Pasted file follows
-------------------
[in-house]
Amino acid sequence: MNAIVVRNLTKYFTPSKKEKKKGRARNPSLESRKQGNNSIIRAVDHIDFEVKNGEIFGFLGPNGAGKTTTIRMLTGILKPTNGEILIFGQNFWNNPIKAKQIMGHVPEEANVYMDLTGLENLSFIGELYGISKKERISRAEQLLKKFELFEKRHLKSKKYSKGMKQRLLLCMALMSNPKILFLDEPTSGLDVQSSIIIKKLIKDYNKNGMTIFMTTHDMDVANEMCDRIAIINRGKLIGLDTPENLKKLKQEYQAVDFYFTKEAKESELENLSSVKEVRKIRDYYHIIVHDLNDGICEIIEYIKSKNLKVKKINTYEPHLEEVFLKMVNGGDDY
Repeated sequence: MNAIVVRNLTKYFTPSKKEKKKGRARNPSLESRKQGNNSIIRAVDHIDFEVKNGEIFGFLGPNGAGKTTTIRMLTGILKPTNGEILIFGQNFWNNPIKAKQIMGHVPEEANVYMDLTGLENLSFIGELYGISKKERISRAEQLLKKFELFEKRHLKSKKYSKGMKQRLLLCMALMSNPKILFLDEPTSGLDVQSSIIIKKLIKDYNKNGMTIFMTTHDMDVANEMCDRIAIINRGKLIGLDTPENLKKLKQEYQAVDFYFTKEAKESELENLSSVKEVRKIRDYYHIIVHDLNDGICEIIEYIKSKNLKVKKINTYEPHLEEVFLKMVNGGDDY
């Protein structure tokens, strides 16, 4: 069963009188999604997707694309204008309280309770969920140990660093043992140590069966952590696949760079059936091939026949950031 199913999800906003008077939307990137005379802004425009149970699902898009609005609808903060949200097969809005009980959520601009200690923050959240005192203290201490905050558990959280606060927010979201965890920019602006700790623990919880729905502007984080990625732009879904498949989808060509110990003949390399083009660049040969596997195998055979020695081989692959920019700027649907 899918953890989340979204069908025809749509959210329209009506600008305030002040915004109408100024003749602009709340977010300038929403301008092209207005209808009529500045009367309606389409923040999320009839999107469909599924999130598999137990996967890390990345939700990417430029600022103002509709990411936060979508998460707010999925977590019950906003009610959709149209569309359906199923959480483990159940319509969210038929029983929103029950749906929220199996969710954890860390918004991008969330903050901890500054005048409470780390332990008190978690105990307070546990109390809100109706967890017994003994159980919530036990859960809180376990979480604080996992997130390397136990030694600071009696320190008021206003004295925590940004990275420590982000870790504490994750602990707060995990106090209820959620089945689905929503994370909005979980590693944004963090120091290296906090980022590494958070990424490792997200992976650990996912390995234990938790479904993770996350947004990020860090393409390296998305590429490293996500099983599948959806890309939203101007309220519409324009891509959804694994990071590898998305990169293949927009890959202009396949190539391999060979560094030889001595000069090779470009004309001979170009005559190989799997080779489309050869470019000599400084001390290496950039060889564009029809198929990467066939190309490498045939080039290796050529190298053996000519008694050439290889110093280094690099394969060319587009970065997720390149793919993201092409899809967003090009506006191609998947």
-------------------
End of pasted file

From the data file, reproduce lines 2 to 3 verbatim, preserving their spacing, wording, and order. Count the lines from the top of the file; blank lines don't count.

Amino acid sequence: MNAIVVRNLTKYFTPSKKEKKKGRARNPSLESRKQGNNSIIRAVDHIDFEVKNGEIFGFLGPNGAGKTTTIRMLTGILKPTNGEILIFGQNFWNNPIKAKQIMGHVPEEANVYMDLTGLENLSFIGELYGISKKERISRAEQLLKKFELFEKRHLKSKKYSKGMKQRLLLCMALMSNPKILFLDEPTSGLDVQSSIIIKKLIKDYNKNGMTIFMTTHDMDVANEMCDRIAIINRGKLIGLDTPENLKKLKQEYQAVDFYFTKEAKESELENLSSVKEVRKIRDYYHIIVHDLNDGICEIIEYIKSKNLKVKKINTYEPHLEEVFLKMVNGGDDY
Repeated sequence: MNAIVVRNLTKYFTPSKKEKKKGRARNPSLESRKQGNNSIIRAVDHIDFEVKNGEIFGFLGPNGAGKTTTIRMLTGILKPTNGEILIFGQNFWNNPIKAKQIMGHVPEEANVYMDLTGLENLSFIGELYGISKKERISRAEQLLKKFELFEKRHLKSKKYSKGMKQRLLLCMALMSNPKILFLDEPTSGLDVQSSIIIKKLIKDYNKNGMTIFMTTHDMDVANEMCDRIAIINRGKLIGLDTPENLKKLKQEYQAVDFYFTKEAKESELENLSSVKEVRKIRDYYHIIVHDLNDGICEIIEYIKSKNLKVKKINTYEPHLEEVFLKMVNGGDDY